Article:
Mold and Air Pollution Damage Terracotta Army
CHINA—Regarded as one of the most important archaeological finds of the 20th century, the Terracotta Army has been damaged by exposure to outside air and mold growth since its discovery. Scientists in China and abroad are trying to find ways to preserve the Terracotta Army from complete deterioration.
According to a report in the Beijing Morning Post, Paul Stoffels, a Belgian scientist, has found 48 kinds of mold on the Terracotta Army, Penicillin mold among them. Mold species from Aspergillus, Rhizopus, Trichoderma, and Cephalosporin genera account for 70 percent of the molds. If not removed, the molds may accelerate corrosion of these terracotta figures buried with the Chin Dynasty's First Emperor in 210–209 B.C.
Currently, the mold is damaging all the terracotta figures in three of the pits of the museum. The situation in the second pit is more acute.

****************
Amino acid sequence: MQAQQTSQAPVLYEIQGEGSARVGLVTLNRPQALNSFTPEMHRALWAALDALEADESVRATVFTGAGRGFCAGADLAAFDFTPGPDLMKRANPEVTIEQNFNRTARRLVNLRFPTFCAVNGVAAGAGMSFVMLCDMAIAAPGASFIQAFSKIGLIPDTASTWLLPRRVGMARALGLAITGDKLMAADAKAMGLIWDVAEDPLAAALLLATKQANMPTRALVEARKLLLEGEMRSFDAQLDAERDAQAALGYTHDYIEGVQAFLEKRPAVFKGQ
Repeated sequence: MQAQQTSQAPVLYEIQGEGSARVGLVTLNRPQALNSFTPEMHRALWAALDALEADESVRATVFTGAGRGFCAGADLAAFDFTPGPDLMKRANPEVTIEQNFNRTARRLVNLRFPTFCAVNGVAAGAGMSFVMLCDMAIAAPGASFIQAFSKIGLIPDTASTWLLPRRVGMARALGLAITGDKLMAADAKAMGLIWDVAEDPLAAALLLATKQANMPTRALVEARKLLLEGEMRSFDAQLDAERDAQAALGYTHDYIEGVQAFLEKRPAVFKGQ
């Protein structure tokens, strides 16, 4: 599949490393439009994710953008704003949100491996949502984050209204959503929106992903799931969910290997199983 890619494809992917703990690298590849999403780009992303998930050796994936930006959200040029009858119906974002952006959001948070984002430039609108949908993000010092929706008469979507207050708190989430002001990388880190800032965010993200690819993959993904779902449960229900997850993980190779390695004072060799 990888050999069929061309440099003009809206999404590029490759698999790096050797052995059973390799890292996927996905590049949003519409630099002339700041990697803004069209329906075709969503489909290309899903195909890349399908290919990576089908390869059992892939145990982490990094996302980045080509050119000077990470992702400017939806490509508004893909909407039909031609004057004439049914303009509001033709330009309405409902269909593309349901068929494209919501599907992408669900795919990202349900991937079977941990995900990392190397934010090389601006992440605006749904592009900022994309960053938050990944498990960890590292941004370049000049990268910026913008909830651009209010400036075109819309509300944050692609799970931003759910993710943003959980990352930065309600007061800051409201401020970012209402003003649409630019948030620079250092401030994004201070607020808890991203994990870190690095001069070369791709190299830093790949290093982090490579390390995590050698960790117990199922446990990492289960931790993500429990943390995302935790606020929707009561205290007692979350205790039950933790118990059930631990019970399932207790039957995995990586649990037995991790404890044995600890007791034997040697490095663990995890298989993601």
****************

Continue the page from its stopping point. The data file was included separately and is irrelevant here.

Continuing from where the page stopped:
Dr. Paul Stoffels said that the molds have already led to three changes in the terracotta soldiers and the surrounding pits: damage to the surface of the Terracotta Army; pervasive mold-coverage on the walls and the floors; and a change in the Army's color. Dr. Stoffels predicted that the inner support of the Terracotta Army could be weakened, which would cause permanent and irreparable damage to the army.
Besides the deterioration caused by the molds, the Terracotta Army is gradually weathering from severe air pollution. Thirty years ago, when first discovered, some of the figures still retained their original colors. After they were unearthed and exposed to outside air, the color started to fade.
A researcher from the Chinese Academy of Social Sciences said last July that without any protection, the Terracotta Army would be severely damaged in 100 years. The researcher predicted that at that time, the tunnels where the Terracotta Army is located will look like a coal mine and will have completely lost all aesthetic value.
The Terracotta Army was buried with the Chin Dynasty's First Emperor. The figures were placed in three separate pits. In February of 1974, a local farmer found the life-sized human and horse clay figures while digging a well for water near the imperial burial place. The underground army was unearthed after more than 2,000 years. A museum was then built on the site.